Timed ultramarathons are similar to distance runs in that runners must cover a vast distance. Their focus is more on the length of the run, however. Many timed ultramarathons are 24-hours or longer. Some can take up to a week and require the runners to make camp, hike, or navigate their way through stretches of wilderness.
Some timed races are on fixed routes and are called “point to point races”. These may be on wooded trails, paved roads, or some combination of the two. Other timed races are stage races that require several days – sometimes up to a week – to complete. Many stages races are also Rogaines: races in which runner must keep maps and navigation gear on hand so they can find their own way to the finish line. Rogaines often require runners to face inclement weather, injuries, food or water shortages, and other survival-related hardships. Aid stations are spread along the route but are far enough apart that runners must often fend for themselves.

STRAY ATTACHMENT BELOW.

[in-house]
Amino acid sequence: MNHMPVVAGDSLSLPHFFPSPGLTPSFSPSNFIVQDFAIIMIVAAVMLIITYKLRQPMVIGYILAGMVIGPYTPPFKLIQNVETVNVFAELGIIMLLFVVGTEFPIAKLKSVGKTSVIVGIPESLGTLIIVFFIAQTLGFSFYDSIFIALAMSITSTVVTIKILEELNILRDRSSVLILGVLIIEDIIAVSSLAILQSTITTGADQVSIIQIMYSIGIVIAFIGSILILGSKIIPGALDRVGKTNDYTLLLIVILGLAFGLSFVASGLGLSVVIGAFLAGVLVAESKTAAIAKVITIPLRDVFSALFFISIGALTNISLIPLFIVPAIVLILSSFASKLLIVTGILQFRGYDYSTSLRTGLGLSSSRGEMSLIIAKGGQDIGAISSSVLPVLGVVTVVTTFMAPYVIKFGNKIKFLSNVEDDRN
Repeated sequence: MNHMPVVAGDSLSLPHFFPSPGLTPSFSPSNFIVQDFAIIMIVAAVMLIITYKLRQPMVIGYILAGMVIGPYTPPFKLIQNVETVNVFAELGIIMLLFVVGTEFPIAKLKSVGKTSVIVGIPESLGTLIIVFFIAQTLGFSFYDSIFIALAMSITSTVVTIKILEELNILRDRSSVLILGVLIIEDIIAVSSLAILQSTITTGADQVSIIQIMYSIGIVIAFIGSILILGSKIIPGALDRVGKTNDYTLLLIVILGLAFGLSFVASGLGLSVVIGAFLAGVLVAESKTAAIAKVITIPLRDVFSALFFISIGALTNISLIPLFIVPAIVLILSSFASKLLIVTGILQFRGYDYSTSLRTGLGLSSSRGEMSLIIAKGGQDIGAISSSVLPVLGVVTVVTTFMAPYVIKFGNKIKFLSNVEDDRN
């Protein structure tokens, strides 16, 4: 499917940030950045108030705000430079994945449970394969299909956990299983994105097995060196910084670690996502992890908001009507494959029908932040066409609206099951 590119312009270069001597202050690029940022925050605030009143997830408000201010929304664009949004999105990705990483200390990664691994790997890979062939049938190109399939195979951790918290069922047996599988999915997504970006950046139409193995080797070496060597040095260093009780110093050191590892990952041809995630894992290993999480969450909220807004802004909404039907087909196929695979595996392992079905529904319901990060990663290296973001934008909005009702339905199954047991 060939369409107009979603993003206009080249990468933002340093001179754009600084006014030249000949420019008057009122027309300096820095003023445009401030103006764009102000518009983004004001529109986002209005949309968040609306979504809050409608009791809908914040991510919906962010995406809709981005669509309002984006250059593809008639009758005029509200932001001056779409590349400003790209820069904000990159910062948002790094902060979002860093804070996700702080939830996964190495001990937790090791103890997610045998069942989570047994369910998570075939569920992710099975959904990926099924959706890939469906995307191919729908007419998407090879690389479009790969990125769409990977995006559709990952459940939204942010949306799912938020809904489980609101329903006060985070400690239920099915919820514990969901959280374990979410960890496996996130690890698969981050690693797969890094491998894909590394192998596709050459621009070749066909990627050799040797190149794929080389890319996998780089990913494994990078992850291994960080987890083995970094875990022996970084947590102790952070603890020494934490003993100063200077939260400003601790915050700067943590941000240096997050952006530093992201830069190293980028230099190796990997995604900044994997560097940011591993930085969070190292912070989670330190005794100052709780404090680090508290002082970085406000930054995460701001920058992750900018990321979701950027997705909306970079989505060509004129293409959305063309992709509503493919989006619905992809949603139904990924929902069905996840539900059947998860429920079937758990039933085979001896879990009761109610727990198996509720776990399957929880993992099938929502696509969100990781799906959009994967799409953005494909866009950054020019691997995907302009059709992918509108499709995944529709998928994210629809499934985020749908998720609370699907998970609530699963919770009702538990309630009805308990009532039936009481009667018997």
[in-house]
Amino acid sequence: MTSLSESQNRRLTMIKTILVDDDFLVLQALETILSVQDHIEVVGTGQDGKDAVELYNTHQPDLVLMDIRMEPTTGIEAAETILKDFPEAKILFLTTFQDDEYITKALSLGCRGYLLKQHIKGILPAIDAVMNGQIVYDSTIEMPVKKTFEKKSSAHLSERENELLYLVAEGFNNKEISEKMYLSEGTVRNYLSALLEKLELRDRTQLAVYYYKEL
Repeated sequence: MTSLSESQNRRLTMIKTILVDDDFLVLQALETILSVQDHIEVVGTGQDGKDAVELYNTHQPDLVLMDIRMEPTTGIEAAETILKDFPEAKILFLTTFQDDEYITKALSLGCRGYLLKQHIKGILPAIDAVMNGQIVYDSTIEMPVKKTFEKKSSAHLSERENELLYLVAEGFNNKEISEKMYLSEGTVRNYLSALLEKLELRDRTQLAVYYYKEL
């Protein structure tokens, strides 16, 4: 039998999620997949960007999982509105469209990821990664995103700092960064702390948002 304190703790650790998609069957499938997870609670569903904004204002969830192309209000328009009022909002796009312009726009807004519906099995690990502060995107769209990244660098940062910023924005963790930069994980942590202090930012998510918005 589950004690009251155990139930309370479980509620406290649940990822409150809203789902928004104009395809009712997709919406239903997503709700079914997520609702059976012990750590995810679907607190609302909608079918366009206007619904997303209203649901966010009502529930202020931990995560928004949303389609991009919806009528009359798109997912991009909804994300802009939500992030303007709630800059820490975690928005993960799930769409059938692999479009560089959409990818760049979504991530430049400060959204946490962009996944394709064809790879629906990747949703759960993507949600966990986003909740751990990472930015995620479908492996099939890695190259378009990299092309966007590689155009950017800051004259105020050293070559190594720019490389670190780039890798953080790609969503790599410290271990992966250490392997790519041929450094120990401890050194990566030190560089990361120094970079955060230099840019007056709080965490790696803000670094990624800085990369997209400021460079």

Benefits of the Ultramarathon
Experts still argue back and forth about the benefits and drawbacks of typical marathons. There is less research on ultramarathons, likely due to its slow arrival on the mainstream radar. Some benefits, however, are well-supported
Ultramarathons are largely run on soft terrains such as dirt tracks or woodland trails. Softer terrain reduces the pressure on a runner’s joints. These settings also take the runner from the city and into nature which has a proven impact on a person’s mental health.